A gateway is created and attached to the VPC. A route is associated with the private subnet that routes all traffic through the client machine. Iptables is used to redirect all traffic going to ports 80 and 443 to ports 3129 and 3130, respectively, which squid is listening to. All other traffic is simply dropped.

The squid proxy server will proxy your apt mirror (which you setup earlier).

Deploy an offline testbed with cdk-offline

Preparation:

  • Create an apt mirror
  • Create a private docker registry
  • Create a cdk-shrinkwrap tarball
  • Configure your aws cli tool for the ap-southeast-2 region (This may be made configurable later)

Clone cdk-offline:

git clone https://github.com/juju-solutions/cdk-offline.git

Enter the repo directory and run deploy-squid.sh:

cd cdk-offline
./deploy-squid.sh <your apt mirror IP address>

Standby to enter your AWS credentials. These are used to bootstrap the Juju environment and are not persisted.

After a while, the deployment script will complete. At the end of the deployment, a number of data points will be printed out. One of these is the IP address of the client machine. Make note of this.

During the deployment, a private key will be created and stored in the file cdk-offline.pem so that you can log into the client machine. Use this key to copy your cdk-shrinkwrap tarball to the client machine, e.g.:

scp -i ./cdk-offline.pem canonical-kubernetes-stable-2018-08-08-18-02-01.tar.gz ubuntu@123.45.67.89:

Then ssh to the client machine:

ssh -i ./cdk-offline.pem ubuntu@123.45.67.89

On the client machine, unpack the cdk-shrinkwrap tarball:

tar -xf canonical-kubernetes-*.tar.gz

As noted in the cdk-shrinkwrap section above, the unpacked cdk-shrinkwrap directory will contain a deploy.sh script. Edit this file by changing:

juju add-machine -n X

To this:

juju add-space cdkoffline 172.32.0.0/24
juju add-machine -n X --constraints spaces=cdkoffline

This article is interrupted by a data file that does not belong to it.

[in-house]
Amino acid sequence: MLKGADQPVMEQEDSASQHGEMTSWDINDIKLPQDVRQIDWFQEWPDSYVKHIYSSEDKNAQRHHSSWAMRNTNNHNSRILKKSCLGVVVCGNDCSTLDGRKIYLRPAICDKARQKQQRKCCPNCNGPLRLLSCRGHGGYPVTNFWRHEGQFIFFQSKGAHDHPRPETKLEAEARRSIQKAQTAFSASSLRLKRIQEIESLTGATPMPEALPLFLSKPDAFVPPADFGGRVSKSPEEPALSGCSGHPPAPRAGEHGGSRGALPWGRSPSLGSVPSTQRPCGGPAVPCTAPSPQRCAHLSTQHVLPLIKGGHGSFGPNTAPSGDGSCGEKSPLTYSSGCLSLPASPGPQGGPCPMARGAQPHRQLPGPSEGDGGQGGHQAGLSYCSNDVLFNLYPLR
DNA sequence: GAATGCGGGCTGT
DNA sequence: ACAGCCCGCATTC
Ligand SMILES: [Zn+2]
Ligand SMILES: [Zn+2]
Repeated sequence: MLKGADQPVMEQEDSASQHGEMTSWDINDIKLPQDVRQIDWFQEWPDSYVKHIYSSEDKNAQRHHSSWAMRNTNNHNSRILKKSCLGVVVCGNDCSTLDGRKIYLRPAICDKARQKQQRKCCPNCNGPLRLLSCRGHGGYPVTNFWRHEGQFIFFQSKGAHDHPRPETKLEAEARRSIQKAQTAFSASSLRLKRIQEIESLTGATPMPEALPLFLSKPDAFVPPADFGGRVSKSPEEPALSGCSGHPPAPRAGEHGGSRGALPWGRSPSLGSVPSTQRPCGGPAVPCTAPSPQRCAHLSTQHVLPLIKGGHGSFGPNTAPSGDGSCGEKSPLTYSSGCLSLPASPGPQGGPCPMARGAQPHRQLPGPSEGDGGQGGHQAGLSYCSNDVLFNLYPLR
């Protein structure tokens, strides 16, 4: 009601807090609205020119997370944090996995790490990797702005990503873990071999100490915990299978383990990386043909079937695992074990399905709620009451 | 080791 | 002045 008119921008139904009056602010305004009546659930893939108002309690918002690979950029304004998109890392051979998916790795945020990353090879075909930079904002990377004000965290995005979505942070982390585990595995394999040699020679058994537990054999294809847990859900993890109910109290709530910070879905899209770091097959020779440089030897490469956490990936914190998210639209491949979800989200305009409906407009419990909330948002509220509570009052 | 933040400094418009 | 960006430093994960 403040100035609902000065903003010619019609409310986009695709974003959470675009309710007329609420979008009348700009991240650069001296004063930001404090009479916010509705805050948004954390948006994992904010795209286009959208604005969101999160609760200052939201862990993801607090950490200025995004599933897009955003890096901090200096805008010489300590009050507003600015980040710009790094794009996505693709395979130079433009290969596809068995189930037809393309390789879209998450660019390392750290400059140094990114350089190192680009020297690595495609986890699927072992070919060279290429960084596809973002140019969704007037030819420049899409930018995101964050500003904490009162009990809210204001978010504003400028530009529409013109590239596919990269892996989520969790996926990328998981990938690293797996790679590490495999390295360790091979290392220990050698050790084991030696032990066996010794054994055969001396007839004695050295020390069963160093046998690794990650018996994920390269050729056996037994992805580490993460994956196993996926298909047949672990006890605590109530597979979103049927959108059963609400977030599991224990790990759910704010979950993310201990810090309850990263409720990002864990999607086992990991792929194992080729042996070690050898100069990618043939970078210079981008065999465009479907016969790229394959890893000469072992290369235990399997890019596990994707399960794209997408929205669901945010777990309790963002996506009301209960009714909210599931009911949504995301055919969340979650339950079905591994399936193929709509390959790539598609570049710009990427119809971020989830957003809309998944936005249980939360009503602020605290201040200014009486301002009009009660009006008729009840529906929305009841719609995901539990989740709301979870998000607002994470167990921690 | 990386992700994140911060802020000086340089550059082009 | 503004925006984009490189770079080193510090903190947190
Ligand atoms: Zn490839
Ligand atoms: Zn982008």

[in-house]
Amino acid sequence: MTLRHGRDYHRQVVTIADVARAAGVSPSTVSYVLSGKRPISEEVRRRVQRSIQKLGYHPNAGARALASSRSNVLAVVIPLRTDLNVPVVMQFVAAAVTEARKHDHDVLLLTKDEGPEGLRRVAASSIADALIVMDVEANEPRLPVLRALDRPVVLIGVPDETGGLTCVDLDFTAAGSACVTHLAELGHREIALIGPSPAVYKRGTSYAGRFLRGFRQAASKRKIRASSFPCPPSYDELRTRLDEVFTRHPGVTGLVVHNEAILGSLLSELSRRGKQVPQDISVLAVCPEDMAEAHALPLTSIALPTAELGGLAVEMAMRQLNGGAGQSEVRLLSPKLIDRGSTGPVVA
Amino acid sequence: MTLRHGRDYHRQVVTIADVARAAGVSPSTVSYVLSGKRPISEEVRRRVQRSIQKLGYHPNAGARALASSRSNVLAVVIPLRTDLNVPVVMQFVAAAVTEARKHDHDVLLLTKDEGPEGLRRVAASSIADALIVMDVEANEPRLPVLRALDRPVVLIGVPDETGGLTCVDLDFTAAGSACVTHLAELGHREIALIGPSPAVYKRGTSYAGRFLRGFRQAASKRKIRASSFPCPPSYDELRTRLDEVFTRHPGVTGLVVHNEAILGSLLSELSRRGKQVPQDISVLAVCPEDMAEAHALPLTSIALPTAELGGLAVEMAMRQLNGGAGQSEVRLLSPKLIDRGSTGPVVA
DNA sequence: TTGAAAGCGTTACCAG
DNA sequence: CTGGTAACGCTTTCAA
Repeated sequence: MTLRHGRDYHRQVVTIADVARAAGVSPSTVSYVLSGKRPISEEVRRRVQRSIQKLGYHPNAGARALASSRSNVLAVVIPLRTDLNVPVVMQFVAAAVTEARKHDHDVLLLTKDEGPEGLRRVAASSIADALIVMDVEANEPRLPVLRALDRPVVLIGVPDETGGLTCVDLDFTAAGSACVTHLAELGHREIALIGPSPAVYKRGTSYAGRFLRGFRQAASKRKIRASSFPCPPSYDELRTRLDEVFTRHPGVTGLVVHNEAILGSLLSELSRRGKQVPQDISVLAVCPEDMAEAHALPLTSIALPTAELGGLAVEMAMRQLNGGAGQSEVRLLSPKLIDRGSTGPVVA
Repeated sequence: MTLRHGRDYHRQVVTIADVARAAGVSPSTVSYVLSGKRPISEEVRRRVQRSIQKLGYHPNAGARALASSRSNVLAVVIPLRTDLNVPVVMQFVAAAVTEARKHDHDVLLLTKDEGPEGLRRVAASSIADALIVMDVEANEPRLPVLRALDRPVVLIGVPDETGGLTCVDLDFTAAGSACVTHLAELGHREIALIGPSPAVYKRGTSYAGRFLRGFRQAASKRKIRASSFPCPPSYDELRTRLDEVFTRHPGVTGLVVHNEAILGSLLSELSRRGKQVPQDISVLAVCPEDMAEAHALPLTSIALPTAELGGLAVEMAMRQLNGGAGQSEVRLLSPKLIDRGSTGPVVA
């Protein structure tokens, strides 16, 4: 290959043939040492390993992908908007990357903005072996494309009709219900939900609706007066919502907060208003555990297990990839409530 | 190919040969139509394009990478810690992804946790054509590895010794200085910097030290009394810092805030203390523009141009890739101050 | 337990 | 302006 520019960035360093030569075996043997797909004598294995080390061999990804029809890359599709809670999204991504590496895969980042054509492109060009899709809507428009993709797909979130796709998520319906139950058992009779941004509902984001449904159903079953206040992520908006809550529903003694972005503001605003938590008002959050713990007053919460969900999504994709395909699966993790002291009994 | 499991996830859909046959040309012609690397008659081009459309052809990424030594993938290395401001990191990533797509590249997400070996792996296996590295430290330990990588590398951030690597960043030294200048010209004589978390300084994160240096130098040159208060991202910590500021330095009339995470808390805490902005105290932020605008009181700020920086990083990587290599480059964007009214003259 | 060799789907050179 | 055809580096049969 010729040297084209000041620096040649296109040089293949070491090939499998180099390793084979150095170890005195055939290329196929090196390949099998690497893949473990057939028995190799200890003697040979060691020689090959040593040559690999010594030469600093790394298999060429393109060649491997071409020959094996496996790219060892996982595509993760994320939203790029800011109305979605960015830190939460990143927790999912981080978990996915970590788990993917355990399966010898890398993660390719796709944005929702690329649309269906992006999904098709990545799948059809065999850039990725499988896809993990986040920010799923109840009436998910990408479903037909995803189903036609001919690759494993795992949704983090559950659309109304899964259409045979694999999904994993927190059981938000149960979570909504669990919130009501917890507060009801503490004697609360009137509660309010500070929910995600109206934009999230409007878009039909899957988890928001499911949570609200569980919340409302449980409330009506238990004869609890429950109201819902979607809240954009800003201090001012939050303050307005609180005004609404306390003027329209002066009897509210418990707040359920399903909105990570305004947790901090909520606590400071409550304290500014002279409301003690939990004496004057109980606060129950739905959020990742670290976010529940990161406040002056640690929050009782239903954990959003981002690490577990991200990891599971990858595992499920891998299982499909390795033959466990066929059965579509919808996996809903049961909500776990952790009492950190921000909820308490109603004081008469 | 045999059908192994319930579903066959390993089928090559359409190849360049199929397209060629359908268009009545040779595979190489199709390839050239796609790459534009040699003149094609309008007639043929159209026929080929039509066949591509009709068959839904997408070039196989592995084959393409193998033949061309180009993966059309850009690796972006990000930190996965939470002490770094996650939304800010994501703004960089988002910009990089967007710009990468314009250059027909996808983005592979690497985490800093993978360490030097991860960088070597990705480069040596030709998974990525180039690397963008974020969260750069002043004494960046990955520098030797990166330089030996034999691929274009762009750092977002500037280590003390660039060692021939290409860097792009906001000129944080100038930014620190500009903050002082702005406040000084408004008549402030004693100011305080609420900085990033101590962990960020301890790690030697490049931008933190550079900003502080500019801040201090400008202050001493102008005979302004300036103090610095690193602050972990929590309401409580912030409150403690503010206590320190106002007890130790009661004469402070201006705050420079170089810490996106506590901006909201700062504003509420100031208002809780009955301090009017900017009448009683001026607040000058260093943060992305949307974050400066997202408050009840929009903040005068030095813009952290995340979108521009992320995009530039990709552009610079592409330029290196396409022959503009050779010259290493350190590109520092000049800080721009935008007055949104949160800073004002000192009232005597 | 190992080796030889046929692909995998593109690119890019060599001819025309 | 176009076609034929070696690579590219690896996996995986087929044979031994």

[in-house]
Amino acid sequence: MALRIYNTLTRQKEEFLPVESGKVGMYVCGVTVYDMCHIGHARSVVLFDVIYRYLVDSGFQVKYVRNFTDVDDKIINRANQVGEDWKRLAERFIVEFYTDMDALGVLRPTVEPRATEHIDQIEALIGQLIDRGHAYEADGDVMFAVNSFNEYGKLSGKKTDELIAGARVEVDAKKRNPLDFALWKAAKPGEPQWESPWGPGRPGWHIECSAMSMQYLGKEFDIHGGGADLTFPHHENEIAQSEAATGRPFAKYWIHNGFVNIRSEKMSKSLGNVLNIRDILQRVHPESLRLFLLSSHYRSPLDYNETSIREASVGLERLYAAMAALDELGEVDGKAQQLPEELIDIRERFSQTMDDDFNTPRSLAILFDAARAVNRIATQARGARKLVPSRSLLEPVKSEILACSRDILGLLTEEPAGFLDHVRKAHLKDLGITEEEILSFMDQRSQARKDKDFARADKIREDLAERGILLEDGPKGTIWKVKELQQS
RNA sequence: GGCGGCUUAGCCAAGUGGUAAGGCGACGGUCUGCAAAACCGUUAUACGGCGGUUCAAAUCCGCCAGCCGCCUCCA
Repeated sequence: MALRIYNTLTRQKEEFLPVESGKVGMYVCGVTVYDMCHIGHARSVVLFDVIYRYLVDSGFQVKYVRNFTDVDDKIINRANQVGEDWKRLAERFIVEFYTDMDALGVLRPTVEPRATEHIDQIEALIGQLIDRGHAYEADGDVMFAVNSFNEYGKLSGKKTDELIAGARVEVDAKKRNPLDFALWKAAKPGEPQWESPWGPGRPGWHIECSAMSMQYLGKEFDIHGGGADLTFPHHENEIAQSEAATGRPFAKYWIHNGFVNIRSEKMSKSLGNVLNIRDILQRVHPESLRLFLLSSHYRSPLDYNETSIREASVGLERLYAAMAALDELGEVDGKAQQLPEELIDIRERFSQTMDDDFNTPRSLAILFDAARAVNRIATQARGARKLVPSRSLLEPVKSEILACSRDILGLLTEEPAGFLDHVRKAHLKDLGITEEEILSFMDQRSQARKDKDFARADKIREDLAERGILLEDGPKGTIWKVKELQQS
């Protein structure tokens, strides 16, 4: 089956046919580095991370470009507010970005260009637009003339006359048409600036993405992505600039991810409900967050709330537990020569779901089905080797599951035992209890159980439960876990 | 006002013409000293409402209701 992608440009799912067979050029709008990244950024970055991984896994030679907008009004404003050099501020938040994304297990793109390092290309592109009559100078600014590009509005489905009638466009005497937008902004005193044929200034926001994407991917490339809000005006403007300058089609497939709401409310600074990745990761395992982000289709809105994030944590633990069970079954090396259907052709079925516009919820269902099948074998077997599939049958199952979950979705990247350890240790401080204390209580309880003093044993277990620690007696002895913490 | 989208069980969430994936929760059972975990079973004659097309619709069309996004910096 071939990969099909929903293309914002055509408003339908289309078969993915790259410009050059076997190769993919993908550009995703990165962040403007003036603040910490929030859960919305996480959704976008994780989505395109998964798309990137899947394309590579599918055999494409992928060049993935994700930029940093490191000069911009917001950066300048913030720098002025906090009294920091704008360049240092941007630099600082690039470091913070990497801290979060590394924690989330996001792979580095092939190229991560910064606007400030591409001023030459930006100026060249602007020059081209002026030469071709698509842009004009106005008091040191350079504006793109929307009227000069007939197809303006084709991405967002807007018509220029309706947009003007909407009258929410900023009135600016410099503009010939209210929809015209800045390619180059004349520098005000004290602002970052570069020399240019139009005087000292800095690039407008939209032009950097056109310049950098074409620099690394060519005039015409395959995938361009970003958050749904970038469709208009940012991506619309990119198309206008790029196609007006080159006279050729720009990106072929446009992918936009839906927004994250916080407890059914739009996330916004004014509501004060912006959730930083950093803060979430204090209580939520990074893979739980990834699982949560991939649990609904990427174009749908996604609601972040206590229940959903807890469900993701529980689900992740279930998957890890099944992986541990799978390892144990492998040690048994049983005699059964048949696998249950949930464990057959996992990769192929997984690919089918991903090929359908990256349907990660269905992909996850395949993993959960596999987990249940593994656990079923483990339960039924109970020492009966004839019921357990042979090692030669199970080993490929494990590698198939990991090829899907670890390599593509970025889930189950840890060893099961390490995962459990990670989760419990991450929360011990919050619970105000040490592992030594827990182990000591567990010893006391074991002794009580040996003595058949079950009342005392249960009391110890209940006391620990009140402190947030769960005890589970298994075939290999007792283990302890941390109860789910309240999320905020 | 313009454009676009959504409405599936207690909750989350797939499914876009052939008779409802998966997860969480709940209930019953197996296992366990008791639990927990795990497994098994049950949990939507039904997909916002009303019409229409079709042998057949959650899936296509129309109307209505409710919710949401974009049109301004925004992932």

Finally, run the deployment script:

./deploy.sh

Once complete, you should have a working CDK installation inside a simulated offline environment in AWS.

Upgrades

Snap packages

In an internet-connected deployment, the charms download snap package updates directly from the snap store. In an offline deployment, where the charms can not communicate with the snap store, snap updates must be downloaded and attached to the charms manually. A script for doing this is shown below.

#!/bin/bash

set -eux

SNAP_CHANNEL="1.12/stable"

ALL_SNAPS="kube-apiserver kube-scheduler kube-controller-manager kube-proxy kubectl kubelet cdk-addons"
MASTER_SNAPS="kube-apiserver kube-scheduler kube-controller-manager kube-proxy kubectl cdk-addons"
WORKER_SNAPS="kube-proxy kubelet kubectl"

# Download latest snaps from designated channel
for snap in $ALL_SNAPS
do
  snap download --channel=$SNAP_CHANNEL $snap
done
rm *.assert

# Attach new snaps to master units
for snap in $MASTER_SNAPS
do
  juju attach kubernetes-master $snap=`ls ${snap}_*.snap`
done

# Attach new snaps to worker units
for snap in $WORKER_SNAPS
do
  juju attach kubernetes-worker $snap=`ls ${snap}_*.snap`
done

# Upgrade to new snaps on masters, one at a time
for unit in `juju status --format json | jq -r '.applications|.["kubernetes-master"].units | keys[]'`
do
  juju run-action $unit upgrade --wait
done

# Upgrade to new snaps on workers, one at a time
for unit in `juju status --format json | jq -r '.applications|.["kubernetes-worker"].units | keys[]'`
do
  juju run-action $unit upgrade --wait
done
You can’t perform that action at this time.